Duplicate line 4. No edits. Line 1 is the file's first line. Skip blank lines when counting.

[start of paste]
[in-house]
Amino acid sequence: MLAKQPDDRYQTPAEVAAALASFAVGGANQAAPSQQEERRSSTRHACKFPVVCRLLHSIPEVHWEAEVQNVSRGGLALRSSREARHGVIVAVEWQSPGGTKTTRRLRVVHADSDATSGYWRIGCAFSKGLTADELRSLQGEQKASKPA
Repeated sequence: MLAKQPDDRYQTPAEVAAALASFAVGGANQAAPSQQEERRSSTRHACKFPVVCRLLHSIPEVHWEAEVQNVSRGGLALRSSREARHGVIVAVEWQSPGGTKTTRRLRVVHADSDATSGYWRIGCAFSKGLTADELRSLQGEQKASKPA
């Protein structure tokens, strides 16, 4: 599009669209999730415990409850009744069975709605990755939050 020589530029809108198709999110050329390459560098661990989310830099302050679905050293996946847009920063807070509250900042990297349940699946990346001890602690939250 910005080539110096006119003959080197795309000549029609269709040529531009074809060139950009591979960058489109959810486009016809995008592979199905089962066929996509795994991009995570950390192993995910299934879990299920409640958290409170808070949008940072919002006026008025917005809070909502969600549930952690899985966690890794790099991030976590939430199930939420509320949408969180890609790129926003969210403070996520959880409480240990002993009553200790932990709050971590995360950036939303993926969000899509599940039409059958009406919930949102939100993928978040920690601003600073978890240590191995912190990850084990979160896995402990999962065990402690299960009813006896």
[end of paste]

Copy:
């Protein structure tokens, strides 16, 4: 599009669209999730415990409850009744069975709605990755939050 020589530029809108198709999110050329390459560098661990989310830099302050679905050293996946847009920063807070509250900042990297349940699946990346001890602690939250 910005080539110096006119003959080197795309000549029609269709040529531009074809060139950009591979960058489109959810486009016809995008592979199905089962066929996509795994991009995570950390192993995910299934879990299920409640958290409170808070949008940072919002006026008025917005809070909502969600549930952690899985966690890794790099991030976590939430199930939420509320949408969180890609790129926003969210403070996520959880409480240990002993009553200790932990709050971590995360950036939303993926969000899509599940039409059958009406919930949102939100993928978040920690601003600073978890240590191995912190990850084990979160896995402990999962065990402690299960009813006896």